One, Providing FFCRA leave would result in the small business’s expenses and financial obligation to exceed their business revenues and thereby  cause the small business to cease operating at a minimal capacity;

The second of those scarios is when the absence of a particular employee or group of employees would cause the business to suffer a substantial risk to the financial health or operational capabilities because the employee or the group of employees have specialized skills, have knowledge specific to the business, or responsibilities. Essentially, if the business cannot do without that employee or those employees; and the third scenario that may justify this sort of exemption is if the business simply does not have enough other workers who are qualified and available to perform the work performed by an employee or group of employees requesting FFCRA leave, that would leave that small business unable to operate at a minimal capacity.

So if one or more of these scenarios applies to a small business, the business may be exempt from providing certain FFCRA leaves. But employers must realize that the exemption need not apply for ALL employees of the small business, and could exempt just certain employees, such as those who have specialized skills or responsibilities.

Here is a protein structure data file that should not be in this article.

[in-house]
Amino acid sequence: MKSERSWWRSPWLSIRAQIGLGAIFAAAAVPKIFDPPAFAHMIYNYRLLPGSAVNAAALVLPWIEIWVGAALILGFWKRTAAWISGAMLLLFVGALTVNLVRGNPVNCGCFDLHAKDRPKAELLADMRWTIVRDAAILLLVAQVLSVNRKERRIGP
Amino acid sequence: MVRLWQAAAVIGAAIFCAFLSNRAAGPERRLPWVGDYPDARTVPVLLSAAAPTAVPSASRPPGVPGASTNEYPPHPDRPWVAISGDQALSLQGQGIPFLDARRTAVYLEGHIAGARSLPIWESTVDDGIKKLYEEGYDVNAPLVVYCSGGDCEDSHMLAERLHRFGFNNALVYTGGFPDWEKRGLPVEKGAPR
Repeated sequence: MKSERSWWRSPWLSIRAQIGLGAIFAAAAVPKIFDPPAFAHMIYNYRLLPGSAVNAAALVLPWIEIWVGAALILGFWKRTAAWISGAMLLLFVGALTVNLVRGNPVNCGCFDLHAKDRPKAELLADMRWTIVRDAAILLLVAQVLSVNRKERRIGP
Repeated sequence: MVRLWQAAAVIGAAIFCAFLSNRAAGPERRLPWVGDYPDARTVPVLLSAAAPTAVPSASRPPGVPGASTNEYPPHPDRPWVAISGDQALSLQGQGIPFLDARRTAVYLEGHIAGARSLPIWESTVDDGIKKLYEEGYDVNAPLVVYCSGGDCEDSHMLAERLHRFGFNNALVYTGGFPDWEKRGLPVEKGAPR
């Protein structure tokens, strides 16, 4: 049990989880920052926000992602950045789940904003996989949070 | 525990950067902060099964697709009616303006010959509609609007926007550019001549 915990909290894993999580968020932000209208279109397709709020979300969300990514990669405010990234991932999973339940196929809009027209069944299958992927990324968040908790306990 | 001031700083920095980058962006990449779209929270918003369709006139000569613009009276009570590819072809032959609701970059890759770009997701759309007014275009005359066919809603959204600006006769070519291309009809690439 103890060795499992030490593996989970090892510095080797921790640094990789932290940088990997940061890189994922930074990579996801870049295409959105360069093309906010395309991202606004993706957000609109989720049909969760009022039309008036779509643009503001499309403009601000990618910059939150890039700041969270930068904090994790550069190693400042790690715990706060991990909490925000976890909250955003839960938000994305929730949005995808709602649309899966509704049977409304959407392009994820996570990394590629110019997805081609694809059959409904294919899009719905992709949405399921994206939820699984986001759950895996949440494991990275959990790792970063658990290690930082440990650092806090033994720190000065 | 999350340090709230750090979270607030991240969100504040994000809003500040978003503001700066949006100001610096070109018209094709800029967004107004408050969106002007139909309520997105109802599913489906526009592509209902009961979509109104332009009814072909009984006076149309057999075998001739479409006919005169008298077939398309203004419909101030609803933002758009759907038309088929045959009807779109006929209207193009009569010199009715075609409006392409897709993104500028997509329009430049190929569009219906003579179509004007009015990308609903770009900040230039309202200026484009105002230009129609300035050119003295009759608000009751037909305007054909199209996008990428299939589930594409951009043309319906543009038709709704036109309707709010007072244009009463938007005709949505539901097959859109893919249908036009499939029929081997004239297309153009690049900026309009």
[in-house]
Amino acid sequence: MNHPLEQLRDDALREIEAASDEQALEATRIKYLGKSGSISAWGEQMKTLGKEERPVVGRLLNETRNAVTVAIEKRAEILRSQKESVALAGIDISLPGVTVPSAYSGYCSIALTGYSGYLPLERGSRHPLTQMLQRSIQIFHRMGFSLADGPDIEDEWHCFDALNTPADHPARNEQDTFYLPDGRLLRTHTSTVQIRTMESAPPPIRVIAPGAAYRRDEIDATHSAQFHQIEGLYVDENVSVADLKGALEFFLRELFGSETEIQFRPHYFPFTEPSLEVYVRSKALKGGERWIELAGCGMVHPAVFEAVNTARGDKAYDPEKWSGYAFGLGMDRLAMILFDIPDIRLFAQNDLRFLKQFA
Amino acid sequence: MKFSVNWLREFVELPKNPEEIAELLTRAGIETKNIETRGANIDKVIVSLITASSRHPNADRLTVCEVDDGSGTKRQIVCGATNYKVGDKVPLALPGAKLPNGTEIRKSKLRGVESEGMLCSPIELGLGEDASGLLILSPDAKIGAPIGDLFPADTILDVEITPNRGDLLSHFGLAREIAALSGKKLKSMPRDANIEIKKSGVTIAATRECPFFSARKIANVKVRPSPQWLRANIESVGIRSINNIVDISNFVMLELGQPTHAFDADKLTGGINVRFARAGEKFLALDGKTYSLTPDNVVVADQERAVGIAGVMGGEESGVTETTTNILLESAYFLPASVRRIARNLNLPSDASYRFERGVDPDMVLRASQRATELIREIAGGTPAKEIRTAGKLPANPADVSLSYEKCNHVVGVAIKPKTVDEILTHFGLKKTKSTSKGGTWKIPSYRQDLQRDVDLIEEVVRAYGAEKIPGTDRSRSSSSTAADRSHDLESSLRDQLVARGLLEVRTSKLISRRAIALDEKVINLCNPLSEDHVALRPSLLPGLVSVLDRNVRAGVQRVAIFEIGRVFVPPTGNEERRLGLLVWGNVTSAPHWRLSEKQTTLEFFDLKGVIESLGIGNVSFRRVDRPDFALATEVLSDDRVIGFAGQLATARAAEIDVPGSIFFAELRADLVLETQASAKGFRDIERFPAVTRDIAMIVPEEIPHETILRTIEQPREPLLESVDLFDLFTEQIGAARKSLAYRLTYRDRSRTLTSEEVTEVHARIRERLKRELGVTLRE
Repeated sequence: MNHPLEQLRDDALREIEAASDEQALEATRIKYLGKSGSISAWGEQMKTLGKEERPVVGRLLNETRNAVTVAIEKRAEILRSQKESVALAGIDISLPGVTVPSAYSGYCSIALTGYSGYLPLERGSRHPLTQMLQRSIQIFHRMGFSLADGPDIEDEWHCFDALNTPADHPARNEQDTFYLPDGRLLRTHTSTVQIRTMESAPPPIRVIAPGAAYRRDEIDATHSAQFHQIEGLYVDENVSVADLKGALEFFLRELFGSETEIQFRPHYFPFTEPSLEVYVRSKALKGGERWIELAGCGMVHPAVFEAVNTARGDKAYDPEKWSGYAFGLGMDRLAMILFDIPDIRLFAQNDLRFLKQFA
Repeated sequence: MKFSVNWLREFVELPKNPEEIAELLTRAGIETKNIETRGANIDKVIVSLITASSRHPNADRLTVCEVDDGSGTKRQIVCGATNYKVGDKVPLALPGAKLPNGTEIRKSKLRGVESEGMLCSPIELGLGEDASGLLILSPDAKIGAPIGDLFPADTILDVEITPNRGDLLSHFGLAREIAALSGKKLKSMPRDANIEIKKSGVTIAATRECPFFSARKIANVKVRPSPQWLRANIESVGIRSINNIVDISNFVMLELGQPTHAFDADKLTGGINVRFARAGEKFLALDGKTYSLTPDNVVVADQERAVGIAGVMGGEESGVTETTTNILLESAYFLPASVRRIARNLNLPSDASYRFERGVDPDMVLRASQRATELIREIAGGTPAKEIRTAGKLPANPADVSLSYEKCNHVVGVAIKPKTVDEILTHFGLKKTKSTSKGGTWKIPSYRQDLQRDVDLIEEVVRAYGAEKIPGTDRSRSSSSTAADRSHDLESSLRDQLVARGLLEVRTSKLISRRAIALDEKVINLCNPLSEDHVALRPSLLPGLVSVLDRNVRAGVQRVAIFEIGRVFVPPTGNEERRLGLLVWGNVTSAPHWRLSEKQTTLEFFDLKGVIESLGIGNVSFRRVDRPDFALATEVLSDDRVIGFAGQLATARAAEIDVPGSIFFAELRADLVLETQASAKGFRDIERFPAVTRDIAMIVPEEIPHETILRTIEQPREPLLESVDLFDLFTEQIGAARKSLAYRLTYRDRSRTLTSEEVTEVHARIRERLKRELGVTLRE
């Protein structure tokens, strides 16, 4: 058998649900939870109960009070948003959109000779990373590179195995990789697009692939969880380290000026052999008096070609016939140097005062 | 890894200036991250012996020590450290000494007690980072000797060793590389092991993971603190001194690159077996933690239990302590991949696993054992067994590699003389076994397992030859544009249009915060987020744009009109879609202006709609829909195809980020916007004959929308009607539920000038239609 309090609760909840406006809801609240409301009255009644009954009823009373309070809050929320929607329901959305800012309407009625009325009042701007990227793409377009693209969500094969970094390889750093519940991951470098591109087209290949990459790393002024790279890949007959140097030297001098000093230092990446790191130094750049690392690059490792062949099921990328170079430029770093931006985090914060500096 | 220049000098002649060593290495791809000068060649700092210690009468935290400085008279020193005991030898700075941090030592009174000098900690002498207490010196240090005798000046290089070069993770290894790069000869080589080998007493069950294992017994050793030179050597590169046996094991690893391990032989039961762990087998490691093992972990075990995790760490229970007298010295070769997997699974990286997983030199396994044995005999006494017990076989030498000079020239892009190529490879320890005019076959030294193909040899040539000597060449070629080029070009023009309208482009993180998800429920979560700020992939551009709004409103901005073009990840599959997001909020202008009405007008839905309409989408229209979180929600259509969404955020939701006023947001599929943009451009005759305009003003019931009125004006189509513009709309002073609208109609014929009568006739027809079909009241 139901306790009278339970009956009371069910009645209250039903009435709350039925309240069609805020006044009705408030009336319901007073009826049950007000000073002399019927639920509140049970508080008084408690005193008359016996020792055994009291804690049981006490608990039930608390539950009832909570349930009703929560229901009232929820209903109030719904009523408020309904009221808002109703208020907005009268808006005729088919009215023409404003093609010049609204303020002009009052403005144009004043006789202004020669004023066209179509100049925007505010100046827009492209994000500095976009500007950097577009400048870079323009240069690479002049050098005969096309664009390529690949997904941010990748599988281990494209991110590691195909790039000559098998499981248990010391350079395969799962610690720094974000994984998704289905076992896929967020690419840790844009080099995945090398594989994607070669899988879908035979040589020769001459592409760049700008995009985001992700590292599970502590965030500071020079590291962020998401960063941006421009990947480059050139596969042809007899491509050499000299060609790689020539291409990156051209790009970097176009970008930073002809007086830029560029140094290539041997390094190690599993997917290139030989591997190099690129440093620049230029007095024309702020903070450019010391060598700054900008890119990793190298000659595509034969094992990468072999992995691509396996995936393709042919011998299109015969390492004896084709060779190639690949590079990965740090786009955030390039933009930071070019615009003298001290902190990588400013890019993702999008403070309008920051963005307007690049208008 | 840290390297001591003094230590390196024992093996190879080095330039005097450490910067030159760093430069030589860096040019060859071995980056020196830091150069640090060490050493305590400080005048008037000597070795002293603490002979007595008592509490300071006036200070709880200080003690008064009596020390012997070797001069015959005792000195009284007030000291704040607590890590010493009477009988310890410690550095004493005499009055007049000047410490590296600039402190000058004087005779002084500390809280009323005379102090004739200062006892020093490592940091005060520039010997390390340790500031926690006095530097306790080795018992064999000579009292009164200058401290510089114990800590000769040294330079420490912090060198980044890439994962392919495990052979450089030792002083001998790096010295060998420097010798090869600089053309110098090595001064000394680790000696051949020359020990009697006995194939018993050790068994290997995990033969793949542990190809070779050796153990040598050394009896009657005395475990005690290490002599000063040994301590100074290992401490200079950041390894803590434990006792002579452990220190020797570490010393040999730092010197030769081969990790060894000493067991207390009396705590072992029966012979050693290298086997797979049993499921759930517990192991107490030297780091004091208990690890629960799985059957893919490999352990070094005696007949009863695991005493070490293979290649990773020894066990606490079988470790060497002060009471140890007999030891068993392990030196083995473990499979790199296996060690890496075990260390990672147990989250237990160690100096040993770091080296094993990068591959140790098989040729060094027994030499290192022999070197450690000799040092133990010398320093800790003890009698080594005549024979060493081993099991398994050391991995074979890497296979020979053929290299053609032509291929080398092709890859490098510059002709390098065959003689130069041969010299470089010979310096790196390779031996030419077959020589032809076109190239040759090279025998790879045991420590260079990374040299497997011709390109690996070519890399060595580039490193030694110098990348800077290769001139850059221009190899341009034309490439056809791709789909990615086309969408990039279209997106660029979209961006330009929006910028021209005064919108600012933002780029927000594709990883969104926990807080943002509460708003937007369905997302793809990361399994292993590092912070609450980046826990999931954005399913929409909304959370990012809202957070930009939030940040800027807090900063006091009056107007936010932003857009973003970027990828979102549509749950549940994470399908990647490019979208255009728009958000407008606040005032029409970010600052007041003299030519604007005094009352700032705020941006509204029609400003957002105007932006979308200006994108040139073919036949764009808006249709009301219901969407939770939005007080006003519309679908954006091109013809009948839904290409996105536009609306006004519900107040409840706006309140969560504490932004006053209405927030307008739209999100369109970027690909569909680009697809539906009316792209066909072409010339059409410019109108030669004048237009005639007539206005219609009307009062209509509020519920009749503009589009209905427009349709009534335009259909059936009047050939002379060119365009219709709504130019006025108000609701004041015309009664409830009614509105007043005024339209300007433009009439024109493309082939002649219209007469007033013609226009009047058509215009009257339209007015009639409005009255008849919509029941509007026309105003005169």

James: Great thanks for that very helpful summary of the criteria for the exemption. I understand that the determination of whether these criteria applies is done by the business itself, not a governmental agency? Or is it some other party? Right who does that?

Sue: That’s right, James. It’s actually the business who makes that determination. And as the regulations specify an “authorized officer of the business” is the person who makes the determination if one or more of these criteria applies.

James: So, let’s say the president or general manager of a small business determines that the business qualifies for an exemption. What’s next? Do they need to file documents with the Department of Labor, or is there some official approval for the exemption that they have to wait for from some agency or government body?

Sue: No. They really do not need to do any of those things. It is basically a self-identified exemption. The small business must document for itself that it has made a determination and it meets one of the exemption criteria and then the business retains that documentation in its records, but it does not need to send the documentation to the DOL or wait for anyone to approve the exemption. In essence, the business needs to keep its decision-making records to justify the exemption should anyone question why they denied offering the FFCRA leave benefits to its employees.